La Houille Blanche
Number 1, Janvier 1968
|Page(s)||51 - 58|
|Published online||23 March 2010|
Visualisation des écoulements relatifs dans les machines tournantes rotoscope
The visual observation of relative flow in rotating machines. The rotoscope
Maître-Assistant à la chaire d'Electrotechnique, Faculté des Sciences de Paris.
It is often useful to be able to establish the fluid stream lines or the paths of given particles in suspension in a rotary machine. The various methods whereby this can he achieved are reviewed in this article, with special emphasis on the use of the rotoscope, an instrument designed to 'freeze' the rotation al motion and only leave relative motion visible. Where stream lines are made visible by the addition of different substances to the fluid under investigation__especially gas bubbles__very careful Interpretation is necessary in analysing any results. Stroboscope technique can be improved with special lighting, for example where threads are used as an aid to visual observation, but such methods are unsuitable where there are gas bubbles in the flow. The rotoscope has been designed in an attempt to overcome these limitations. It is similar to a Poggendorf mirror and comprises an electrically-driven prism rotating at half the speed of the impeller under investigation (see Fig. 1). A pump impeller viewed through a rotoscope appears to be stationary. Relative particle paths and directions of motion can be shown up by taking a time exposure. By using stroboscopic lighting, they can be related to a time base and their velocity and acceleration defined. This is a difficult instrument to set up. The optical axis of the prism must coincide with the axis of rotation. Several adjustment methods are available. Image stability depends on adjustment accuracy. The speed of the pump tested varied from rest up to several thousand r. p. m. The rotoscope faithfully followed the impeller motion and constantly gave a fixed image providing a fresh view of the various effects investigated and making them easier to comprehend. The equipment can also be used to study leakage along blades or at blade tips, or cavitation. A large number of photographs of various techniques show such familiar effects as stream lines in various impeller types, swirl, bubble motion, and the flow pattern in a bladeless impeller. Used in conjonction with such visual observation aids as threads or corpuscules, the rotoscope becomes an essential instrument for researchers and test bed operators interested in relative flows in hydraulic and gas flow rotary machines.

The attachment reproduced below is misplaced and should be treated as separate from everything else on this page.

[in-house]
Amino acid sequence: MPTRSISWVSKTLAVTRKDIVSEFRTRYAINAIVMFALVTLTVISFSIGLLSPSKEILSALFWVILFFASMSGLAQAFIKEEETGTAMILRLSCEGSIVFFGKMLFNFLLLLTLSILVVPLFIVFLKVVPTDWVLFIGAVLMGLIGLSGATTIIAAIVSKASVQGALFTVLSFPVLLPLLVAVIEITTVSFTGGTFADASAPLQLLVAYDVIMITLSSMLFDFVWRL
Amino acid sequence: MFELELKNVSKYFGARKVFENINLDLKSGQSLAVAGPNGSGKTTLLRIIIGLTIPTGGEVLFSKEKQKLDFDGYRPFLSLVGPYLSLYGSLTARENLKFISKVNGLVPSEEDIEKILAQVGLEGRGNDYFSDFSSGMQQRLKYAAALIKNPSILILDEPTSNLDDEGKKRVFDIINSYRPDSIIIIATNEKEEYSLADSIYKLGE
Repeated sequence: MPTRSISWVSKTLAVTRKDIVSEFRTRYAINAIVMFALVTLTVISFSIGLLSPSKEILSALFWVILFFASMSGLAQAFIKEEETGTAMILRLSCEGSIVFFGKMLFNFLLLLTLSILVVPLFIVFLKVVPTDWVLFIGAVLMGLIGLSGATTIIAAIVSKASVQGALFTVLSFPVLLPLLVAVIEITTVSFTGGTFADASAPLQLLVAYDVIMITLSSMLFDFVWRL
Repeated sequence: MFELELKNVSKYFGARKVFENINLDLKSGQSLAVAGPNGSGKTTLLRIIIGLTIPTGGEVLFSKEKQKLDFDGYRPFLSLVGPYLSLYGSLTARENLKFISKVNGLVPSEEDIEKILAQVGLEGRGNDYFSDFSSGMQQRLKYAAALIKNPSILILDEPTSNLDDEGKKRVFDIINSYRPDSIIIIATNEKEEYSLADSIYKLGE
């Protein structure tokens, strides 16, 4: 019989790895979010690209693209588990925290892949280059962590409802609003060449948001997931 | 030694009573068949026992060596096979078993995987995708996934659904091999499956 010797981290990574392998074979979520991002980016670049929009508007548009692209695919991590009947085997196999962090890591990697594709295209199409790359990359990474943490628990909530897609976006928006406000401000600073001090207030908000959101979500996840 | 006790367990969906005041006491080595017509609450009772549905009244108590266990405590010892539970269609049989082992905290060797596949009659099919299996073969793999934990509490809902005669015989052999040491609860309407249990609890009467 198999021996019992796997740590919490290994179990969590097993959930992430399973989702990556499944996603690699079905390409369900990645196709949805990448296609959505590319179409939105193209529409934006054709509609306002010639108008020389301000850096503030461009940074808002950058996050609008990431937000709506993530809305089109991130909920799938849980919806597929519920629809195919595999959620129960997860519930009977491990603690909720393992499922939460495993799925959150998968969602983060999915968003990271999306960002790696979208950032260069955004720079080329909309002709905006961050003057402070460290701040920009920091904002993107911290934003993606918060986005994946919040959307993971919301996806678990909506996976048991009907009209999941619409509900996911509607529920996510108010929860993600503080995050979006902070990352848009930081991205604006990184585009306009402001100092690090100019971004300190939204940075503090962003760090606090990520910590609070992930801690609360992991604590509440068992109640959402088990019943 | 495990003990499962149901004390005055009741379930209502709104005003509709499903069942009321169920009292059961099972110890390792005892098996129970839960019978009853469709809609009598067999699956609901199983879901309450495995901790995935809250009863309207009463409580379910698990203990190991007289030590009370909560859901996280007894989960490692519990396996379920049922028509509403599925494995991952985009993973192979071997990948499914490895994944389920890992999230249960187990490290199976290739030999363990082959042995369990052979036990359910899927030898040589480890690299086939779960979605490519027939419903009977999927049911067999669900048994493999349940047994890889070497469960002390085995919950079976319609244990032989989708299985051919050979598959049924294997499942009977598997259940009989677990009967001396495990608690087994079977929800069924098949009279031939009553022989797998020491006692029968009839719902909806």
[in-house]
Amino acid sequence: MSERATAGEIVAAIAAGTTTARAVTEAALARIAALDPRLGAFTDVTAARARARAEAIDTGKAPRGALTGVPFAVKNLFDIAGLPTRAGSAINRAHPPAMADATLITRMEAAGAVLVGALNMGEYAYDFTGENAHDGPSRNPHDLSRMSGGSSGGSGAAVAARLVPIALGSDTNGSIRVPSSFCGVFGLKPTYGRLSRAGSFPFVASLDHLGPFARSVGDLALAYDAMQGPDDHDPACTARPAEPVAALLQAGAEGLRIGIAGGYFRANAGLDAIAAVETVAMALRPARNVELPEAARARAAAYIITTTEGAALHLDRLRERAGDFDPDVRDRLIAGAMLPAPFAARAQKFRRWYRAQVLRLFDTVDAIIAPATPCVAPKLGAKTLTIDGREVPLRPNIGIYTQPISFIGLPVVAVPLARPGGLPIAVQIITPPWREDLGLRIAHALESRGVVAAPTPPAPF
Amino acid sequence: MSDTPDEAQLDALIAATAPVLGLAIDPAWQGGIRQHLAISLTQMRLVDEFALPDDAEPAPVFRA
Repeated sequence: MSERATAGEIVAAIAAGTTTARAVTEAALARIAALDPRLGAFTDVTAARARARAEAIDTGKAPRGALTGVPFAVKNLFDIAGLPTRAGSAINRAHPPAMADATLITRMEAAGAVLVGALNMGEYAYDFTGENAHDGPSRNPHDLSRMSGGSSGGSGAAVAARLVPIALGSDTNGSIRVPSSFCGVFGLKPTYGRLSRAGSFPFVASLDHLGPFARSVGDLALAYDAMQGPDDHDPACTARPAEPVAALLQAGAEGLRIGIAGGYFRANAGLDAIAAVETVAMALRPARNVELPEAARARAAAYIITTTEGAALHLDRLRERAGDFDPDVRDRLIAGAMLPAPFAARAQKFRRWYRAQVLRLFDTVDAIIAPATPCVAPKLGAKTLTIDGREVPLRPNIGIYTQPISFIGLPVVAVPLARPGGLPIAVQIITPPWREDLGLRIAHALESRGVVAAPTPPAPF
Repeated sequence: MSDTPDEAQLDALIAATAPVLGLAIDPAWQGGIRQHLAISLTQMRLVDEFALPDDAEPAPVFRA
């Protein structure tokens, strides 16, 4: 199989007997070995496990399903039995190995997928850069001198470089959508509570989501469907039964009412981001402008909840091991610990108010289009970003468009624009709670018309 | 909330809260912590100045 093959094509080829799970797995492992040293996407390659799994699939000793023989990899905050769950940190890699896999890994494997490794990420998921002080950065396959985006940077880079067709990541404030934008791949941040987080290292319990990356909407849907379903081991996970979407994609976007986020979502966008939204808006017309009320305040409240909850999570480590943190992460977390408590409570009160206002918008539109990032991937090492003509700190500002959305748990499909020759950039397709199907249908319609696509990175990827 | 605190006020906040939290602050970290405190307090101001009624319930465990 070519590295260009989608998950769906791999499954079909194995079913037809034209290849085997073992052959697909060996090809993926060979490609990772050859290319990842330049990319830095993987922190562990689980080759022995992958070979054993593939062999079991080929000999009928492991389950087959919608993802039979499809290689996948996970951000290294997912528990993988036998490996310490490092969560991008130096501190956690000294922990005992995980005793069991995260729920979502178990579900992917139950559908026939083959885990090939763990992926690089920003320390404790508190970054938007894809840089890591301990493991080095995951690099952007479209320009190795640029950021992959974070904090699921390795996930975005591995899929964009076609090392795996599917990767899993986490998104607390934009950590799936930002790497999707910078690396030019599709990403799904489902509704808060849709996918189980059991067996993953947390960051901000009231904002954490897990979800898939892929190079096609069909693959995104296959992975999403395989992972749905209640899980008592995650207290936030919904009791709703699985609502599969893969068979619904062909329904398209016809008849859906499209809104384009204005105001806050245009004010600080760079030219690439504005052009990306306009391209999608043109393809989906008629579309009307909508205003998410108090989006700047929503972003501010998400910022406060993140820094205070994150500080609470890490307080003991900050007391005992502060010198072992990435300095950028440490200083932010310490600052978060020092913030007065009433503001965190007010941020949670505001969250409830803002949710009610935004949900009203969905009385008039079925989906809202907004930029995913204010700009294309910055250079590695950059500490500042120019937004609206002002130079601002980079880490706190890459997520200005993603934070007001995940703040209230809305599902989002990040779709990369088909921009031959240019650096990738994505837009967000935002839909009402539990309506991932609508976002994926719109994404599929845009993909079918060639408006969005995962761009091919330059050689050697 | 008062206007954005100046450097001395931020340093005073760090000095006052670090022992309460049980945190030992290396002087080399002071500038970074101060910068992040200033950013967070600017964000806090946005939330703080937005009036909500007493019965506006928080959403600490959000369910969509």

© Société Hydrotechnique de France, 1968